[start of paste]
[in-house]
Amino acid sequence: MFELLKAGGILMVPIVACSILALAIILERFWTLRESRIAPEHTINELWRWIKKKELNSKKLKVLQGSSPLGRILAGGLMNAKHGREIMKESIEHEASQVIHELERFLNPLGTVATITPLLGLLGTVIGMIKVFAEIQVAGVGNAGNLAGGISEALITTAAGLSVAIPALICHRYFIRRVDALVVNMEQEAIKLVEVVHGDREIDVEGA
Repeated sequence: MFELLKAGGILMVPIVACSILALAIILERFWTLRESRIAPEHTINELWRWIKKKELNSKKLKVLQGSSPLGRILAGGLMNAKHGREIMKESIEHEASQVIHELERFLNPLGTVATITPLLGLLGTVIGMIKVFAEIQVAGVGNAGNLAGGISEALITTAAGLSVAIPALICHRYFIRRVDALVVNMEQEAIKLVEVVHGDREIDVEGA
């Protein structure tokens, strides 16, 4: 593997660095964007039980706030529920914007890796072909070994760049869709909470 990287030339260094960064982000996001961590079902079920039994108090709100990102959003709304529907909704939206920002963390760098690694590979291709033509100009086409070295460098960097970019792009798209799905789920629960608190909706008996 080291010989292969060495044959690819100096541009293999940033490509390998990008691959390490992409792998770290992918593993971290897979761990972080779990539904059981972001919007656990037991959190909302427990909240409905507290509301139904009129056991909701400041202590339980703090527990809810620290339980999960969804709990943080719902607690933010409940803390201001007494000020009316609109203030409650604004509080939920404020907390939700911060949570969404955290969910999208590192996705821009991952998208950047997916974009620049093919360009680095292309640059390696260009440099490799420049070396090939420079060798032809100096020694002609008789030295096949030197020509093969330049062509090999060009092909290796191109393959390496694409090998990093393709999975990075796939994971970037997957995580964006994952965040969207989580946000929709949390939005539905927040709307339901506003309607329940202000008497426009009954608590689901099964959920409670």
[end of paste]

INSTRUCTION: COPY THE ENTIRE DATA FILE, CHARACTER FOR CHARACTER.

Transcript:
[in-house]
Amino acid sequence: MFELLKAGGILMVPIVACSILALAIILERFWTLRESRIAPEHTINELWRWIKKKELNSKKLKVLQGSSPLGRILAGGLMNAKHGREIMKESIEHEASQVIHELERFLNPLGTVATITPLLGLLGTVIGMIKVFAEIQVAGVGNAGNLAGGISEALITTAAGLSVAIPALICHRYFIRRVDALVVNMEQEAIKLVEVVHGDREIDVEGA
Repeated sequence: MFELLKAGGILMVPIVACSILALAIILERFWTLRESRIAPEHTINELWRWIKKKELNSKKLKVLQGSSPLGRILAGGLMNAKHGREIMKESIEHEASQVIHELERFLNPLGTVATITPLLGLLGTVIGMIKVFAEIQVAGVGNAGNLAGGISEALITTAAGLSVAIPALICHRYFIRRVDALVVNMEQEAIKLVEVVHGDREIDVEGA
């Protein structure tokens, strides 16, 4: 593997660095964007039980706030529920914007890796072909070994760049869709909470 990287030339260094960064982000996001961590079902079920039994108090709100990102959003709304529907909704939206920002963390760098690694590979291709033509100009086409070295460098960097970019792009798209799905789920629960608190909706008996 080291010989292969060495044959690819100096541009293999940033490509390998990008691959390490992409792998770290992918593993971290897979761990972080779990539904059981972001919007656990037991959190909302427990909240409905507290509301139904009129056991909701400041202590339980703090527990809810620290339980999960969804709990943080719902607690933010409940803390201001007494000020009316609109203030409650604004509080939920404020907390939700911060949570969404955290969910999208590192996705821009991952998208950047997916974009620049093919360009680095292309640059390696260009440099490799420049070396090939420079060798032809100096020694002609008789030295096949030197020509093969330049062509090999060009092909290796191109393959390496694409090998990093393709999975990075796939994971970037997957995580964006994952965040969207989580946000929709949390939005539905927040709307339901506003309607329940202000008497426009009954608590689901099964959920409670």